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Feedlot Continues to Meet Farm, Conservation Goals in Traill County

A confined animal feeding operation built in 2004 continues to be one of the top conservation success stories in Traill County, says Curtis Zerface, the USDA Natural Resources Conservation Service District Conservationist in Hillsboro.

Elliott Brothers Feedlot, owned by brothers Mike and Al Elliott, Galesburg, stands out for several reasons, including:

  • Traill County doesn’t have much livestock in the first place. Therefore, not many people know about livestock, let alone feedlots. Permitted for 3,000 head of cattle, the 16-pen feedlot is big by North Dakota standards. But the Elliotts were careful to select a site in one of the more isolated areas of the county where soils were suitable for construction.

  • The topography is challenging. Most of the county is very flat and poorly drained. The Elliotts’ site has natural drainage. It is on one of the first beach ridges on the western edge of the Red River Valley. To further improve drainage, the Elliotts built mounds in the centers of each pen. They bed the mounds in winter and spring to help keep the animals out of the mud. The Elliotts also have a 30-foot wide concrete aprons in front of the feed bunks where the cattle stand and eat.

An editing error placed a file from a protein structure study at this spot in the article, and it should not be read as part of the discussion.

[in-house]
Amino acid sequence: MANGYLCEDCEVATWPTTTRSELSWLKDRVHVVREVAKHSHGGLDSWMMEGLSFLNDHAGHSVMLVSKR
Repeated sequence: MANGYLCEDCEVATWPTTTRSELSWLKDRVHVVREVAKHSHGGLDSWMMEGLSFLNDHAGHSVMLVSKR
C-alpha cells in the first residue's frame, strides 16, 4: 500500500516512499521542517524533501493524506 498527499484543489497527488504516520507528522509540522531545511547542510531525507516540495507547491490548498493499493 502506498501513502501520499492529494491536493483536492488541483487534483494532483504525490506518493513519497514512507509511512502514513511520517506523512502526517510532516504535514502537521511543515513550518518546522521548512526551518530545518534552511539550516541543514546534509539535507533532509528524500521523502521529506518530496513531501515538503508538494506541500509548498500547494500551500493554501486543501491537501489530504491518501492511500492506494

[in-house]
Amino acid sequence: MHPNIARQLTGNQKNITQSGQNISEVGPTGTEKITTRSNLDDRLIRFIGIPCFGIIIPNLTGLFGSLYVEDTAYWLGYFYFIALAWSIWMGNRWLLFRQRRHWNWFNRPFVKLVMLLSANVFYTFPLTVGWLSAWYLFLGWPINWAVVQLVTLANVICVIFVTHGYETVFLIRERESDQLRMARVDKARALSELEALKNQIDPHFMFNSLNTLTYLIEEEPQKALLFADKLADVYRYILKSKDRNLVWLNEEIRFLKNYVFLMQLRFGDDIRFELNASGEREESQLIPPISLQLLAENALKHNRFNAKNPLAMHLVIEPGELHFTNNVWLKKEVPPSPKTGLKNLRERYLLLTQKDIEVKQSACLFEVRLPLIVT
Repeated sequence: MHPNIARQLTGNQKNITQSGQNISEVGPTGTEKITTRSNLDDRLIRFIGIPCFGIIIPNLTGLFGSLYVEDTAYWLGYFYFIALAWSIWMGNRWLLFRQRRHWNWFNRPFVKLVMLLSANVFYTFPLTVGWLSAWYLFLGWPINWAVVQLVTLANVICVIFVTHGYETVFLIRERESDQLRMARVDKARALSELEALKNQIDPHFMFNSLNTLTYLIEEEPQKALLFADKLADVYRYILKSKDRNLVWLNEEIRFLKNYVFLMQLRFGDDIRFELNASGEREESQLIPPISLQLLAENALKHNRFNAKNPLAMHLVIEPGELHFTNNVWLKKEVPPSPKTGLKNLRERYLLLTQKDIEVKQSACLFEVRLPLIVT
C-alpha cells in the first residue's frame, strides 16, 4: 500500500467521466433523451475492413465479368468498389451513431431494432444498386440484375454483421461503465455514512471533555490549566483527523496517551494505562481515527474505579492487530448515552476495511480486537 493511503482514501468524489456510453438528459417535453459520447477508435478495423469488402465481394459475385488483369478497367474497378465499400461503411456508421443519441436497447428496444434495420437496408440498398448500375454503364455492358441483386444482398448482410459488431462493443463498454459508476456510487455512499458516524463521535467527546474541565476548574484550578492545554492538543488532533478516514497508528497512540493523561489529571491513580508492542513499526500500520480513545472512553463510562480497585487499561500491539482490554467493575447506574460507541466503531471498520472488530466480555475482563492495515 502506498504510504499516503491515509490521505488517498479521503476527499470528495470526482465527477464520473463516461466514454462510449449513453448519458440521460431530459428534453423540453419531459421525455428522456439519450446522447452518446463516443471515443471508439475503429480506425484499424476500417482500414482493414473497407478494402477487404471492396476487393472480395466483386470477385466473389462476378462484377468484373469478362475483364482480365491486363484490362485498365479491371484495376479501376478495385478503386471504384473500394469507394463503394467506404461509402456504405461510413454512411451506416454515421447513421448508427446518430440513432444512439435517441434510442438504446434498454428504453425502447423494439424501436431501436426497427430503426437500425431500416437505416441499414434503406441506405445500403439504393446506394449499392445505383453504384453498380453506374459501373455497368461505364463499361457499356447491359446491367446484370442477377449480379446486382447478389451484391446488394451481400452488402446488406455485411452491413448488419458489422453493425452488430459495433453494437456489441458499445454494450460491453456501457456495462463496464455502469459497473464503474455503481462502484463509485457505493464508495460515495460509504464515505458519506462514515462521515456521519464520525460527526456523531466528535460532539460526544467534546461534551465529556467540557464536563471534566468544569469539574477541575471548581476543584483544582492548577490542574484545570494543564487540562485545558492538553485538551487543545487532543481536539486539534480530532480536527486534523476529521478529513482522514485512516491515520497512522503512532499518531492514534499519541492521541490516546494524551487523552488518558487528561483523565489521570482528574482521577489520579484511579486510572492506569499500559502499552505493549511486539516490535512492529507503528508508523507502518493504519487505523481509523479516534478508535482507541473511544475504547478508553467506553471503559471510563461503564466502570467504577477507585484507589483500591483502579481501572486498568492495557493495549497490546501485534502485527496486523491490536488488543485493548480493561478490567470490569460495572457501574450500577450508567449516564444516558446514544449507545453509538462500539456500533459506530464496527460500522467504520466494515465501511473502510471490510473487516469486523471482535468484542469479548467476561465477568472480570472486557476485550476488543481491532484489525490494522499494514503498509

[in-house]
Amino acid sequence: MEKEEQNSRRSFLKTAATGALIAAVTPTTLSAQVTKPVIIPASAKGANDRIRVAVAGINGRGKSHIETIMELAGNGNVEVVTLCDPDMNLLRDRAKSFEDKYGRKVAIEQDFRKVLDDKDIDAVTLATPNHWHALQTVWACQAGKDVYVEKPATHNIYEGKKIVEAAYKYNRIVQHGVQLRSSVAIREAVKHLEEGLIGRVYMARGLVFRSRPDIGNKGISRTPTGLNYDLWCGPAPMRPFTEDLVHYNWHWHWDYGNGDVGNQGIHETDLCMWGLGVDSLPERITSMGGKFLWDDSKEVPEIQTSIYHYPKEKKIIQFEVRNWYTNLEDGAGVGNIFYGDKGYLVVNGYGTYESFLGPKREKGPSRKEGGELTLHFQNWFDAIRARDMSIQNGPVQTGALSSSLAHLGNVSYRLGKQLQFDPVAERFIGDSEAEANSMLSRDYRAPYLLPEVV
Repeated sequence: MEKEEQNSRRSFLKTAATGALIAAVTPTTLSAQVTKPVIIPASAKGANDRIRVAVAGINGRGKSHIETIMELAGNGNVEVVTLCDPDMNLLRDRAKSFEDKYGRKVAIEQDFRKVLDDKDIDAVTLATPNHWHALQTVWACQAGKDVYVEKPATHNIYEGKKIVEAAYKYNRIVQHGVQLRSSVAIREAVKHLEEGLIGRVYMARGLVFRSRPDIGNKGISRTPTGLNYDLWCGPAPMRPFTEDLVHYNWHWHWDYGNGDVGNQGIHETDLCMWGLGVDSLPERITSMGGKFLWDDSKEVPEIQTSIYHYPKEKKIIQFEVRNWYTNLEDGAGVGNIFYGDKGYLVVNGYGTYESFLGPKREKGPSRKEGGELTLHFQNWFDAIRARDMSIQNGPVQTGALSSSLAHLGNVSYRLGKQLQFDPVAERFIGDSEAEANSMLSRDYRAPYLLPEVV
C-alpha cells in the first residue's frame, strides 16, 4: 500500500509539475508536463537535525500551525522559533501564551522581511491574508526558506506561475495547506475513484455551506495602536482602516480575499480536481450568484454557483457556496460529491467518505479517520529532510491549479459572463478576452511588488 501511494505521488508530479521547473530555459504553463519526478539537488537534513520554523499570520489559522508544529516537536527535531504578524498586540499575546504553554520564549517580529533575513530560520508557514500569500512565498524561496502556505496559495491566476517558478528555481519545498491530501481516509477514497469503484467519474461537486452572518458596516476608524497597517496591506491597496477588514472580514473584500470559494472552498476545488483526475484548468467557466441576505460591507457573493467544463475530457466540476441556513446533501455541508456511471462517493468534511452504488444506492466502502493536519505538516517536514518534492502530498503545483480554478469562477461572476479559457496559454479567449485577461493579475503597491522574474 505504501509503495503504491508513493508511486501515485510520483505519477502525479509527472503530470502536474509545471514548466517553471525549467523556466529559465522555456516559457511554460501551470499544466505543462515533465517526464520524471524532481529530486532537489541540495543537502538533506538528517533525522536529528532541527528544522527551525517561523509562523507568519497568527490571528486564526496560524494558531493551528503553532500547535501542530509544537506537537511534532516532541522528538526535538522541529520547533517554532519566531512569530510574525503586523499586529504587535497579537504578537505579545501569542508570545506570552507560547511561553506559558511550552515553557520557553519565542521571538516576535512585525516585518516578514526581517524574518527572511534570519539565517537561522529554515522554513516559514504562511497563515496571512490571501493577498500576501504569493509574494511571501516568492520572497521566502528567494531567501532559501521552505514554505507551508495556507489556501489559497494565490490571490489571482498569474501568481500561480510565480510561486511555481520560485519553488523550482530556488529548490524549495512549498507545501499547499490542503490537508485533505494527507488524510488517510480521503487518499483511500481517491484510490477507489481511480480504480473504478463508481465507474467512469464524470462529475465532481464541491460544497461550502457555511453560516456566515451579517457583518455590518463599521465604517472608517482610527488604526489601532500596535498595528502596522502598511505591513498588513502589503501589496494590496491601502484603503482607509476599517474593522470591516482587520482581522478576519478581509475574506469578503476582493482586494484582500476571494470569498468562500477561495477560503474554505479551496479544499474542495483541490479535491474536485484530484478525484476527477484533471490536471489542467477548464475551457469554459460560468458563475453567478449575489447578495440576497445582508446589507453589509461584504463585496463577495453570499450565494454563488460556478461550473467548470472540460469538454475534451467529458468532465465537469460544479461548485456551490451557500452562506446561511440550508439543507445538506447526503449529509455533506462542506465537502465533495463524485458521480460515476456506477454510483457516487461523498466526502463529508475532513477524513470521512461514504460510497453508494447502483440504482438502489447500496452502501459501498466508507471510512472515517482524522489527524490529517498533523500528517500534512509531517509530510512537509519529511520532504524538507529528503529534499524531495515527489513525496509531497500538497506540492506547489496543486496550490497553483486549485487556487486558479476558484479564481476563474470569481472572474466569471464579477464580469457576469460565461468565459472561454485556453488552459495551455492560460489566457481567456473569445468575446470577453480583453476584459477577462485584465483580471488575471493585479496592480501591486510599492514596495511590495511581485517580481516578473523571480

• The soils are tricky. The soils range from heavy, tight clay to coarse sand and gravel. The sand and gravel is very porous, and the Elliotts had to avoid building a feedlot on them. The feedlot is designed so that all the surface runoff the pens, feed storage area and yard is contained in a lagoon. Rain that falls outside the site is diverted around the feedlot and is kept clean.

  • Water for livestock isn’t easy to find in the area. The Elliotts had to drill several wells before they eventually found one that produced an adequate volume of water. To make sure they were never short of water, they installed storage tanks to hold 18,000 gallons of water and connected them to the rural water system.

livestock, feedlot

Mike Elliott credits NRCS staff with helping identify a suitable site, designing the feedlot and developing the water sources. NRCS worked with a project engineer to design a system that met regulations. NRCS technicians staked the site and then inspected the construction to make sure was built correctly.

“They spent a lot of hours out here,” Mike says.

Zerface in turn praises the Elliotts. Mike and Al run the feedlot with Patrick Enger and several of their sons and grandchildren.

“They were great to work with,” Curt says. “They care about doing things right.”

The state has ground water monitoring wells around the feedlot but has never found any leakage. The Elliotts haven’t had any complaints about odors or traffic.

“It is not fancy,” Mike says of the feedlot, “but it is a pretty workable situation.”